Decades ago it was common for consumers to invest in the stock market by placing an order through the phone to alive broker, who would look up what potential investments could be made for his client in several potential exchange markets. While such services can be very beneficial to potential investors, the invention of the Internet has given would-be buyers a more convenient way to barter shares: online trading programs.
Currently there are many companies on the internet willing to handle your investing needs, each with different histories, features, and services. Some offices only make exchanges and not do much else; others are hybrid companies that can offer the advantages of an online company along with the option to talk to a real broker over the phone.
A relatively recent development in online investing is the trading system, which is an automated program that can track specific trends in an exchange and tell whoever is using the program when exactly to trade his or her stocks. Such a program can either be purchased by a customer outright to track independently or the customer can obtain relevant data through a subscription to a company’s specific trading system.
There are several different parameters that these programs can track in a certain market, including a moving average, Bollinger Band, and relative strength.
A moving average tracks a security’s value over specific periods of time. Usually a moving average can be analyzed by intersecting trends in a short-term time period (14 days, for example) and a longer one (e.g. 49 days); if the short-term average crosses over the long-term trend line, then a upward momentum is taking place, while if the short-term average falls below its long-term counterpart then it would be considered downward momentum.
The Bollinger Band, developed by techincal trader John Bolinger, takes the trends of the moving average a step further and projects two more trend lines two standard deviations above and below the moving average.
The purpose of this type of analysis is determine the volatility of a market while also comparing actual results to the band itself; if the actual data is closer to the top band, then the market is more overbought, while the opposite is true for the lower band.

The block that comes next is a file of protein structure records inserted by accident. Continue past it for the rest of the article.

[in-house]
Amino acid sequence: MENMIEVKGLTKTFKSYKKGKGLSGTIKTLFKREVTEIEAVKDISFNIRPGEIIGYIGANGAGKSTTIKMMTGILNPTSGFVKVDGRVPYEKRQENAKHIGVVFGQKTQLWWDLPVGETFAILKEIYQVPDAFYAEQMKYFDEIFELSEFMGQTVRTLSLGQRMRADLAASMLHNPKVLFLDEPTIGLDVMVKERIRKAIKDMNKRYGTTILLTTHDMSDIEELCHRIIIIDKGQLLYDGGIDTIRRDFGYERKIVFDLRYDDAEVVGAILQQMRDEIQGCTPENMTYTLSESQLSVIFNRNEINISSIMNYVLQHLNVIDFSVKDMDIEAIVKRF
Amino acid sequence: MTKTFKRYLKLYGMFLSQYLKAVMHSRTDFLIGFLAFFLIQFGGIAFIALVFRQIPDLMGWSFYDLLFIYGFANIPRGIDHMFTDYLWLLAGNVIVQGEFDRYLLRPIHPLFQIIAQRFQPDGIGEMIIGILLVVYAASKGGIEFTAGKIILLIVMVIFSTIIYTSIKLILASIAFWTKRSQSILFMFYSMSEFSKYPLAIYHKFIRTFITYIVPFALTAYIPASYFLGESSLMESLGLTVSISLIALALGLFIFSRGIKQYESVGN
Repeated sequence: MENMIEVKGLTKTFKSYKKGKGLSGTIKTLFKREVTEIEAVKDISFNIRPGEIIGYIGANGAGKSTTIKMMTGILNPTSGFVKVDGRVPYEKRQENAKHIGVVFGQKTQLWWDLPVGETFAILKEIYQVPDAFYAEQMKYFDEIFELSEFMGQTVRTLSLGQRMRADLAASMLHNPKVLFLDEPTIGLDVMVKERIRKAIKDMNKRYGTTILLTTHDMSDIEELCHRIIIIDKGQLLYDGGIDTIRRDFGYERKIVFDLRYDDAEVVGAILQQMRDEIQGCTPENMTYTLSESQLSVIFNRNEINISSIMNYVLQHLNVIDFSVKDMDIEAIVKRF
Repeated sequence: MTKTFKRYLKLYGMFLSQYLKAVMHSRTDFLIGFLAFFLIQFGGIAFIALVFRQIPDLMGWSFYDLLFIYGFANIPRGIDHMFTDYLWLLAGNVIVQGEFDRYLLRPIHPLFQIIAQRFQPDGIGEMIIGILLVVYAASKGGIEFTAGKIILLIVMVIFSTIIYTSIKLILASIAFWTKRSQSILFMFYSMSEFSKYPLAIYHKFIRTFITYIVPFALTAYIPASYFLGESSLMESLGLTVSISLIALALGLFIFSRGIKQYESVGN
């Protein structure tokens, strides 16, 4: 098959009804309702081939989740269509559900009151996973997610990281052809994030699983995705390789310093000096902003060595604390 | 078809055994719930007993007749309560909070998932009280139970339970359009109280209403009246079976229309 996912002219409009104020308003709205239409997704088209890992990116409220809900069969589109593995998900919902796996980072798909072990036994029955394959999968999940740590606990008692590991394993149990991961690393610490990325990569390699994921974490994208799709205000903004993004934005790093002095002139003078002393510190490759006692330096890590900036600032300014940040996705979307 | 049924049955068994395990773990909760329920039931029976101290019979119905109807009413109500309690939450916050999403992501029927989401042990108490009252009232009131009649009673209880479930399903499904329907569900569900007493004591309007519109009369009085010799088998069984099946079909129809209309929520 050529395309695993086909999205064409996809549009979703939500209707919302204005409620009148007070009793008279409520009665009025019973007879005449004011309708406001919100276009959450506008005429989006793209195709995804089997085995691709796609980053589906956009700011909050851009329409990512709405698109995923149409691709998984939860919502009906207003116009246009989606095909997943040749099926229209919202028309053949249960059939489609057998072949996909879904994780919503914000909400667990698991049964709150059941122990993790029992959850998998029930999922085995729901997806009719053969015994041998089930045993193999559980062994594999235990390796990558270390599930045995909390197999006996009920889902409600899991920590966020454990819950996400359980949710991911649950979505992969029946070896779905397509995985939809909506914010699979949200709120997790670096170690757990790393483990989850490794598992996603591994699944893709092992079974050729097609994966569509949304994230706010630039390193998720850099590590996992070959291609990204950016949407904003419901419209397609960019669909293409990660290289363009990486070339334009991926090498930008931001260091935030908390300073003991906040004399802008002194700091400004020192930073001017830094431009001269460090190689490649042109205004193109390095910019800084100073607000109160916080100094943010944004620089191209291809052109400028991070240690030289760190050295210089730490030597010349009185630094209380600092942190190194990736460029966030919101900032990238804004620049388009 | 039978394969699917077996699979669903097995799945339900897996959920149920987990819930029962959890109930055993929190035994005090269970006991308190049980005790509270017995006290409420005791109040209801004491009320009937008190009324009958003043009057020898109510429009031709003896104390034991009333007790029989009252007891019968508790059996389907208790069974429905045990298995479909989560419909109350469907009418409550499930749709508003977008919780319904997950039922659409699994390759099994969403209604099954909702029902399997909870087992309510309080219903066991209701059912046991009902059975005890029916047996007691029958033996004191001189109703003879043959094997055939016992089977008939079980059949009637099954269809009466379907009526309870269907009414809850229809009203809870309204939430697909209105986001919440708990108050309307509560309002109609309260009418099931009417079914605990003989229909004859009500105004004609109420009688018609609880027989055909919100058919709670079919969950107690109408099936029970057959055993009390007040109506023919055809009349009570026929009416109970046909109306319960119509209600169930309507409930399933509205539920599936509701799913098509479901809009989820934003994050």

The relative strength parameter is a direct comparison of how well a specific stock is performing versus competitors in the same industry. This classification can be very useful when a potential trader wants to decide on which business he or she should invest in within a certain category of businesses.
A specific trading system can be custom-tailored to each individual’s needs by forming certain rules for buying and selling, such as only buying when the relative strength of a company is at least a certain value. Such rules can be created by using only one parameter or combining several different criteria for more specific results.
There are several advantages to using an automated system as opposed to deciding on everything by yourself. First of all it can potentially save a lot of time; since investors do not have to make the transactions themselves, a lot of time spent on analyzing and bartering is freed up for other pursuits while the computer takes care of the rest.
Another good point about this method is that since the computer is making all of the decisions, all of the emotion is taken out of the process. This narrows transactions down to an automatic decision based upon trends, data and facts instead of assumptions and other human inefficiencies that could possibly limit profits in this potentially lucrative business.
However, there are some potential disadvantages to this computerized method of investing. Setting up the ideal algorithms and rules for the program to track can take a lot of time and testing, and the complexity involved can make it seem like a daunting task.
In addition, since all transactions are done automatically the commission for each trade can add up to a large sum if let alone and not accounted for by the buyer.
Even with the risks involved, an automated program that handles the exchange of shares can be a cost-effective substitute for an expensive stock broker.
While the advice of an experienced broker can be very valuable, it can also prove to be very costly; automated online systems analyzes trends which are not subjective, and ultimately adds another viable choice to a trader’s repertoire of tools for making informed investments.